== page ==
The Indirect Influence of Politics on Tort Liability of Public Authorities in English Law

By Priel, Dan | Law & Society Review, January 1, 2013 | Go to article overview

The Indirect Influence of Politics on Tort Liability of Public Authorities in English Law


Priel, Dan, Law & Society Review


The scope of negligence liability of public authorities in English law has undergone significant changes in the Post-World War II period, first expanding and then, from the mid-1980s, retracting. This article tries to explain why this happened not by focusing, as is common in most commentary on this area of law, on changing doctrinal "tests," but rather by tying it to changes in the background political ideology. My main contention is that political change has brought about a change in the law, but that it did so by affecting the scope of the political domain, and by implication, also the scope of the legal one. More specifically, I argue that Britain's Post-War consensus on the welfare state has enabled the courts to expand state liability in accordance with emerging notions of the welfare state without seeming to take the law into controversial territory. When Thatcher came to power, the welfare state was no longer in consensus, thus making further development of legal doctrines on welfarist lines appear politically contentious. The courts therefore reverted back to older doctrines that seemed less politically charged in the new political atmosphere of the 1980s.

In debates on the relationship between politics and law, two extreme views tend to occupy much of the discussion. At one end of the spectrum we see the view that law is simply a masquerade for politics. On this view, doctrinal analyses we find in judicial opinions are mere cover for what is really going on, namely politics. At the other extreme are those who think of law in political terms is to misunderstand what this law is all about (among others: Beever 2007:171-72; Oakeshott 1975:412; Stevens 2007:311).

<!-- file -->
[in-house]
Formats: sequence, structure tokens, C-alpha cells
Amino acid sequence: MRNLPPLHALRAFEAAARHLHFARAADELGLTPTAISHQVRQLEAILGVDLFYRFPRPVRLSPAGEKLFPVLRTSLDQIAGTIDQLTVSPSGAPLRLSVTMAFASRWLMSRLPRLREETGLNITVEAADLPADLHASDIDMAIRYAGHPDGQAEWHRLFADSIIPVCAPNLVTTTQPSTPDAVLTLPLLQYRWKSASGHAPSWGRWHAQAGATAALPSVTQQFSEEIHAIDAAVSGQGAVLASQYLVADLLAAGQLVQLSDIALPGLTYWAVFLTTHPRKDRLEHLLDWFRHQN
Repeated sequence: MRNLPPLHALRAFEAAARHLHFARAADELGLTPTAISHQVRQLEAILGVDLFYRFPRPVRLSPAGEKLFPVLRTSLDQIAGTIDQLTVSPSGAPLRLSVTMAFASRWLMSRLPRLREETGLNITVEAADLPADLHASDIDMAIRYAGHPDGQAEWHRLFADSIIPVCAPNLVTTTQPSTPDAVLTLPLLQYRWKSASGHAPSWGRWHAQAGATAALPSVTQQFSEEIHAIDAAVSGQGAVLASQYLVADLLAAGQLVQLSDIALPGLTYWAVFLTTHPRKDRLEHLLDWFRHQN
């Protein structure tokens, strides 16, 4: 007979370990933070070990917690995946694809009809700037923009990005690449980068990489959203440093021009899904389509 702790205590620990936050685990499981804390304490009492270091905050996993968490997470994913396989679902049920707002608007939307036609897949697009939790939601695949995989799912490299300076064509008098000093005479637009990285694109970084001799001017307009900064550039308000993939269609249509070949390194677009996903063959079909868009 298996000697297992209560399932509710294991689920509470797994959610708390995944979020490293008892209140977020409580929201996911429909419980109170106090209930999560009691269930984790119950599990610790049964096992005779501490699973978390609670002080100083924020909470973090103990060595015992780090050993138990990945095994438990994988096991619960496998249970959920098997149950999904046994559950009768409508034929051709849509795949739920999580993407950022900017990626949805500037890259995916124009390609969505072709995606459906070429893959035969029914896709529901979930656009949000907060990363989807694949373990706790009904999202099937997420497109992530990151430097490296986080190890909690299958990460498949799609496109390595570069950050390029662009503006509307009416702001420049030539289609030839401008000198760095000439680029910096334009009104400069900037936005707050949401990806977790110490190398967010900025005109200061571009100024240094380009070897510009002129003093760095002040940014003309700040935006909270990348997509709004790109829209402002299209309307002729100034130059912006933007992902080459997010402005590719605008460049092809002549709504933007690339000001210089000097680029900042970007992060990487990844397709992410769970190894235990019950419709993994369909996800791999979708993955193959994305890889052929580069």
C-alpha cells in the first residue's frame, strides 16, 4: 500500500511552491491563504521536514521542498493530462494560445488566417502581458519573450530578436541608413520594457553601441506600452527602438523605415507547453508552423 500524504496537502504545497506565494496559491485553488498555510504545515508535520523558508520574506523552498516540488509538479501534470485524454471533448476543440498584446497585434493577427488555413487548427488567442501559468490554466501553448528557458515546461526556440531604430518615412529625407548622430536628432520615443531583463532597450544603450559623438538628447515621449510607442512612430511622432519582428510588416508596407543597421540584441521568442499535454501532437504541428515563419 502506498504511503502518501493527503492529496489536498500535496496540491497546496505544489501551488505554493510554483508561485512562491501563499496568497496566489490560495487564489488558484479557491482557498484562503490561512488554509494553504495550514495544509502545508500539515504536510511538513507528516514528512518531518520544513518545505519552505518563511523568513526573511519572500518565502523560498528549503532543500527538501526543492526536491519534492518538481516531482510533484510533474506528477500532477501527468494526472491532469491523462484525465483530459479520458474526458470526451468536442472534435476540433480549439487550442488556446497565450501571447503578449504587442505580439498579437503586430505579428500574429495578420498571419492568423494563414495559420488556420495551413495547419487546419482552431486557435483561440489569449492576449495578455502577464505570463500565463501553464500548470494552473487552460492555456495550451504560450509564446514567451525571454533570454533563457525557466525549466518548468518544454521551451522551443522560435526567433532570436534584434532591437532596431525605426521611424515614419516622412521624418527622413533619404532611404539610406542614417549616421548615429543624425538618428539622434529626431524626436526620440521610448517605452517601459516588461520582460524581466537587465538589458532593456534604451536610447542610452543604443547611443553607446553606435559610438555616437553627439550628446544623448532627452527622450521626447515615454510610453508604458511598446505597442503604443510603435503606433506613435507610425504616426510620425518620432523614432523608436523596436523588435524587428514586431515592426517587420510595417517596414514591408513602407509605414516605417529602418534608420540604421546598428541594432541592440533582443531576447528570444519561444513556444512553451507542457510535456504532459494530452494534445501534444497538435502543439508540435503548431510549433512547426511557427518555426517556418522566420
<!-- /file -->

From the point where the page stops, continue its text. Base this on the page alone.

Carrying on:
The former approach has been very influential in analysis of the work of American courts, in particular the Supreme Court. Following on the footsteps of the legal realists who have argued that the legal considerations found in judicial decisions often fail to explain the actual motivation behind the decisions, many scholars of American courts have argued that the judges' politics provide the best explanation of judicial opinions. Thus, according to two leading proponents of this view, "[s]imply put, Rehnquist votes the way he does because he is extremely conservative; Marshall voted the way he did because he is extremely liberal" (Segal & Spaeth 2002:86).

This view is by no means universally accepted, but whatever its merits may be in explaining the United States Supreme Court, it is not clear how applicable it is to the analysis of other courts, especially those outside the U.S. American courts have long been unique in the degree to which they participate in the shaping of policy on politically divisive issues. In England, where legal realism has never had as much impact as it had in the United States (Duxbury 2005:54-69), the alternative, legalist, explanation still largely prevails. Accordingly, the legal reasons found in judicial opinions are still typically treated as the most reliable source for explaining the outcomes of cases and are closely analyzed by legal commentators. This scholarly difference reflects, I believe, an underlying difference in legal and political traditions.

While there have been some efforts to argue that English courts are influenced by political considerations (e.g., Griffith 1997; Robertson 1998), they have been few and far between, and even they have resulted in considerable criticism (e.g., Lee 1988:33-39; Minogue 1978; both directed at Griffith). Even these rare studies focused more on public law, leaving the area of private law mostly to doctrinal scholarship, which is still the dominant form of scholarship among English private lawyers. The question whether and how political ideology affects these areas of law was either unexamined, 1 or explicitly denied (Stevens 2009:651-52).

A full explanation for this difference is beyond the scope of this article, but I suspect it has to do with the different political traditions of the two countries. …

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